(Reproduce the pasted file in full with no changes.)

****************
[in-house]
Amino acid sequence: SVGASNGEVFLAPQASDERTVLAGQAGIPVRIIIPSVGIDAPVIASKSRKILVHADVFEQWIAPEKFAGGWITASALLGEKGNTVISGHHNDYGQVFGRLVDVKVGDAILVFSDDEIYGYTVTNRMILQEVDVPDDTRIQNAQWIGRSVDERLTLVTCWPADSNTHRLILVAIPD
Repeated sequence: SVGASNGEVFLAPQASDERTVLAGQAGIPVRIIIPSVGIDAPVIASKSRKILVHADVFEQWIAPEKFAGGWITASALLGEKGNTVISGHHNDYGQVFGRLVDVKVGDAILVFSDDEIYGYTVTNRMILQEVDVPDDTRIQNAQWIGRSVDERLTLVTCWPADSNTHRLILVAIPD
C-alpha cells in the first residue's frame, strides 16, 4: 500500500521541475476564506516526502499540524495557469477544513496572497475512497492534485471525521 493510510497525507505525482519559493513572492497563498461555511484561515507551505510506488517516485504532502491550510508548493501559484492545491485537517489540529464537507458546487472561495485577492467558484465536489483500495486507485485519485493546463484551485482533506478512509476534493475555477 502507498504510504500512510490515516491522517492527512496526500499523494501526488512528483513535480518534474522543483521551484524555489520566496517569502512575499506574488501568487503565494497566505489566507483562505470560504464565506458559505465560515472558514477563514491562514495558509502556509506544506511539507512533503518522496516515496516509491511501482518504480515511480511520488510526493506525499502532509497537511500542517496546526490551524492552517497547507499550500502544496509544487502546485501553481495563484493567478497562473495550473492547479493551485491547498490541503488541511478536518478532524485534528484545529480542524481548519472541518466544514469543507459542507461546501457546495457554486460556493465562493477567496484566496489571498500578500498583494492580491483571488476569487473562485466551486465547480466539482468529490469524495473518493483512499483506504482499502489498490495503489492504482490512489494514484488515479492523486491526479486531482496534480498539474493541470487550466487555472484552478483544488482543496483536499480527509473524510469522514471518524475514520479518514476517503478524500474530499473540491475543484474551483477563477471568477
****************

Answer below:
[in-house]
Amino acid sequence: SVGASNGEVFLAPQASDERTVLAGQAGIPVRIIIPSVGIDAPVIASKSRKILVHADVFEQWIAPEKFAGGWITASALLGEKGNTVISGHHNDYGQVFGRLVDVKVGDAILVFSDDEIYGYTVTNRMILQEVDVPDDTRIQNAQWIGRSVDERLTLVTCWPADSNTHRLILVAIPD
Repeated sequence: SVGASNGEVFLAPQASDERTVLAGQAGIPVRIIIPSVGIDAPVIASKSRKILVHADVFEQWIAPEKFAGGWITASALLGEKGNTVISGHHNDYGQVFGRLVDVKVGDAILVFSDDEIYGYTVTNRMILQEVDVPDDTRIQNAQWIGRSVDERLTLVTCWPADSNTHRLILVAIPD
C-alpha cells in the first residue's frame, strides 16, 4: 500500500521541475476564506516526502499540524495557469477544513496572497475512497492534485471525521 493510510497525507505525482519559493513572492497563498461555511484561515507551505510506488517516485504532502491550510508548493501559484492545491485537517489540529464537507458546487472561495485577492467558484465536489483500495486507485485519485493546463484551485482533506478512509476534493475555477 502507498504510504500512510490515516491522517492527512496526500499523494501526488512528483513535480518534474522543483521551484524555489520566496517569502512575499506574488501568487503565494497566505489566507483562505470560504464565506458559505465560515472558514477563514491562514495558509502556509506544506511539507512533503518522496516515496516509491511501482518504480515511480511520488510526493506525499502532509497537511500542517496546526490551524492552517497547507499550500502544496509544487502546485501553481495563484493567478497562473495550473492547479493551485491547498490541503488541511478536518478532524485534528484545529480542524481548519472541518466544514469543507459542507461546501457546495457554486460556493465562493477567496484566496489571498500578500498583494492580491483571488476569487473562485466551486465547480466539482468529490469524495473518493483512499483506504482499502489498490495503489492504482490512489494514484488515479492523486491526479486531482496534480498539474493541470487550466487555472484552478483544488482543496483536499480527509473524510469522514471518524475514520479518514476517503478524500474530499473540491475543484474551483477563477471568477